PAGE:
- US Online Poker
- US Online Casinos
- US Online Sports Betting
One of those lawmakers is State Senator Robert “Tommy” Tomlinson, who voiced several concerns during the most recent online gambling hearing in front of the Senate CERD (Community, Economic, and Recreational Development) Committee.
I’d argue that Tomlinsons concerns are not only off-base, but are in fact preventing him from appreciating the beneficial impact regulation would have on land-based casino revenue (and overall tax take).
One concern raised by Tomlinson was imposing a tax rate on iGaming below the current rate imposed on casinos – 54% for slots and 14% for table games.
Tomlinson’s concern is that a tax rate of 14% (or thereabouts) would lead to casinos shifting their focus from their brick and mortar operations to online gaming.
This worry is false on face, as brick and mortar casinos have the potential to generate hundreds of millions of dollars in revenue annually, while an online casino would be happy eclipsing $50 million in revenue over a calendar year.
Or as my colleague Robert DellaFave put it, it’s like saying you’d close your gold mine because you found a vein of copper.
— Robert DellaFave (@RobertDellaFave) June 17, 2015
The next questionable claim from Tomlinson: he knows of a Pennsylvania casino that has lost 20% of its players since New Jersey legalized online gambling.
Since I will be parsing his claim, here it is in full:
“In fact, I know at least one casino that’s lost probably 20% of their players (emphasis his) back to New Jersey.”
This statement would receive several Pinocchios from the Washington Post fact checkers.
What Senator Tomlinson is almost certainly referring to is a claim made by the Parx Casino that since New Jersey legalized online gambling, Parx has seen a 20% decrease in visitation from New Jersey players in their poker room.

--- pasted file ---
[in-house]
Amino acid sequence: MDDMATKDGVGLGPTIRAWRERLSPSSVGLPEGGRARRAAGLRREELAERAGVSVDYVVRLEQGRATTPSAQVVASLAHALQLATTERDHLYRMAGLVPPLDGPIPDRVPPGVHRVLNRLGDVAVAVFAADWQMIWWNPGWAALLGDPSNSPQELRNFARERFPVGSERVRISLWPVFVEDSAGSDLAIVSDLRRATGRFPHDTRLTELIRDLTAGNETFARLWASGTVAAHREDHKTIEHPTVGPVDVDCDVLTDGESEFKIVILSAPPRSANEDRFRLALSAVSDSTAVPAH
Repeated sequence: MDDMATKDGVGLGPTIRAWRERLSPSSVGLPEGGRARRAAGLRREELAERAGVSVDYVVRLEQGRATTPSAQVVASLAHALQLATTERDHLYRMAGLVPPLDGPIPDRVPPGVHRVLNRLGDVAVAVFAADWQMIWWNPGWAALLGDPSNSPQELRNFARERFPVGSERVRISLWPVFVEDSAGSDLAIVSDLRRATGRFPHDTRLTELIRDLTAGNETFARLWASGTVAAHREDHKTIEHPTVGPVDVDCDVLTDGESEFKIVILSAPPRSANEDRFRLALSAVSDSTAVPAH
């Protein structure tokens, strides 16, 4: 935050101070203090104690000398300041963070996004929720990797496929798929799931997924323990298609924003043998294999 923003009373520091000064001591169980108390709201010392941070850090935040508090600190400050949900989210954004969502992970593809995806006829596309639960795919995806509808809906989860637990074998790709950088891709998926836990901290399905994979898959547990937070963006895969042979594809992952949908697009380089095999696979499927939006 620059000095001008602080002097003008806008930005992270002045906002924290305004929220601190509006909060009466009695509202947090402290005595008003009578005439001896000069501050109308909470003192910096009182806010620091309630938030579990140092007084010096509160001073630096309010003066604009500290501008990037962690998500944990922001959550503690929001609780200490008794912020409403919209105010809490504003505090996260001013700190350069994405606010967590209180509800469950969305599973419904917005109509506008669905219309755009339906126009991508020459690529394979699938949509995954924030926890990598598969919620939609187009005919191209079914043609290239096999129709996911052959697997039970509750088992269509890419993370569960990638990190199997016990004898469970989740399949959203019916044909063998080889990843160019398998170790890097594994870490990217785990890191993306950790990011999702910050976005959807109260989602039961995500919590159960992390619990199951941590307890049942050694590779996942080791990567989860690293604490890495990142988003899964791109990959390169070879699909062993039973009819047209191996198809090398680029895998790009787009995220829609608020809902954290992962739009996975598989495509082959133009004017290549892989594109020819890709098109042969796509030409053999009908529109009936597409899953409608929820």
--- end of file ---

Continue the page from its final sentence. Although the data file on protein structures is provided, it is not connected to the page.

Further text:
Contrary to Senator Tomlinson’s claim, Parx hasn’t lost 20% of its customers since New Jersey legalized online gambling; their poker room has seen foot traffic from New Jersey decrease by 20%.
This isn’t an insignificant amount, as a source familiar with the situation indicated New Jersey residents account for 40% of Parx’s poker room players.
This means poker room traffic is down 8% overall – 20% of 40% – at Parx since New Jersey legalized online gambling.
However, far from making Senator Tomlinson’s point about potential cannibalization, the reduction of New Jersey poker players at Parx Casino reinforces recent research that indicates online gambling is beneficial to land-based gaming.
Tomlinson’s mischaracterization implies that these players no longer play poker in a casino now that they have the option to play online.
However, he quickly contradicted himself when he later stated that New Jersey casinos were luring players (players from New Jersey, mind you) back to their properties through online qualifiers and comps.
Tomlinson also admitted that many players in Western New Jersey frequent the closer casinos in Pennsylvania rather than Atlantic City.
A close examination of Tomlinson’s own words debunk the idea of cannibalization.
This is not cannibalization. It’s competition – for customers between Pennsylvania and Atlantic City, and the scales are tipping in Atlantic City’s favor because it offers something Pennsylvania doesn’t: online gambling.
These players haven’t stopped playing casino poker because of online poker, they’ve simply been lured back to Atlantic City by the online sites they now use in addition to playing poker at casinos.
If Parx and other Pennsylvania casinos wants to keep these players from choosing AC over their properties, they need to have the same bait.
And that bait is regulated online gambling.
That’s why Pennsylvania’s land-based casinos are calling for it. That’s why Penn National called online gambling a “vital tool to enable our industry to continue to evolve and protect what we’ve built here.”
If Senator Tomlinson wants to stop New Jersey from poaching the players in Western New Jersey that Pennsylvania casinos poached from Atlantic City, the smart move would be to legalize online gambling, not prevent it.
If Pennsylvania fails to pass an online gambling bill, its casinos will be cannibalized by New Jersey’s – and not because iGaming preys upon brick and mortar gaming, but because Atlantic City casinos can use iGaming as a marketing tool to entice these customers who are able to choose between AC and eastern Pennsylvania casinos.
The idea that online gambling cannibalizes brick and mortar casinos is wrong, as the players haven’t stopped going to casinos, they simply go to different casinos, proving that online gaming is beneficial to land-based gaming.